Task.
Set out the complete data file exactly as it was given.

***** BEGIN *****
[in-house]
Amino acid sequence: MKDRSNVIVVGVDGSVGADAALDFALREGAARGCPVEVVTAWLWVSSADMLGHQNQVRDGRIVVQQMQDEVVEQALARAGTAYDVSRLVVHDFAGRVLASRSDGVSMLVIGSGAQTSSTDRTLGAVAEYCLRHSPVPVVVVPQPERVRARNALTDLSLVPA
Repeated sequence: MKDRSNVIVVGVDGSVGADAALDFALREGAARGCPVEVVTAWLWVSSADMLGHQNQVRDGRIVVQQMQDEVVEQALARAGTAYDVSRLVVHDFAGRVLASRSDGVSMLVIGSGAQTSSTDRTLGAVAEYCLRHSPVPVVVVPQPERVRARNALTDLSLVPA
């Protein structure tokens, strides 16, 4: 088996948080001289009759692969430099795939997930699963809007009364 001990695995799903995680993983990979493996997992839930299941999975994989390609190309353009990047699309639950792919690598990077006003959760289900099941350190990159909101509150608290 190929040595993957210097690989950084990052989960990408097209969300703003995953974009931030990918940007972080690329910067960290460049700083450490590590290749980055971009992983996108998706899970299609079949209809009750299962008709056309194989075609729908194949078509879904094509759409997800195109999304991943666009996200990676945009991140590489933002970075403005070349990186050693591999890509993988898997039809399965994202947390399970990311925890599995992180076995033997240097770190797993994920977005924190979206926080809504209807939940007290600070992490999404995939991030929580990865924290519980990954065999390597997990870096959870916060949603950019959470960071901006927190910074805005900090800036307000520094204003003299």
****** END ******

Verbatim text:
[in-house]
Amino acid sequence: MKDRSNVIVVGVDGSVGADAALDFALREGAARGCPVEVVTAWLWVSSADMLGHQNQVRDGRIVVQQMQDEVVEQALARAGTAYDVSRLVVHDFAGRVLASRSDGVSMLVIGSGAQTSSTDRTLGAVAEYCLRHSPVPVVVVPQPERVRARNALTDLSLVPA
Repeated sequence: MKDRSNVIVVGVDGSVGADAALDFALREGAARGCPVEVVTAWLWVSSADMLGHQNQVRDGRIVVQQMQDEVVEQALARAGTAYDVSRLVVHDFAGRVLASRSDGVSMLVIGSGAQTSSTDRTLGAVAEYCLRHSPVPVVVVPQPERVRARNALTDLSLVPA
């Protein structure tokens, strides 16, 4: 088996948080001289009759692969430099795939997930699963809007009364 001990695995799903995680993983990979493996997992839930299941999975994989390609190309353009990047699309639950792919690598990077006003959760289900099941350190990159909101509150608290 190929040595993957210097690989950084990052989960990408097209969300703003995953974009931030990918940007972080690329910067960290460049700083450490590590290749980055971009992983996108998706899970299609079949209809009750299962008709056309194989075609729908194949078509879904094509759409997800195109999304991943666009996200990676945009991140590489933002970075403005070349990186050693591999890509993988898997039809399965994202947390399970990311925890599995992180076995033997240097770190797993994920977005924190979206926080809504209807939940007290600070992490999404995939991030929580990865924290519980990954065999390597997990870096959870916060949603950019959470960071901006927190910074805005900090800036307000520094204003003299």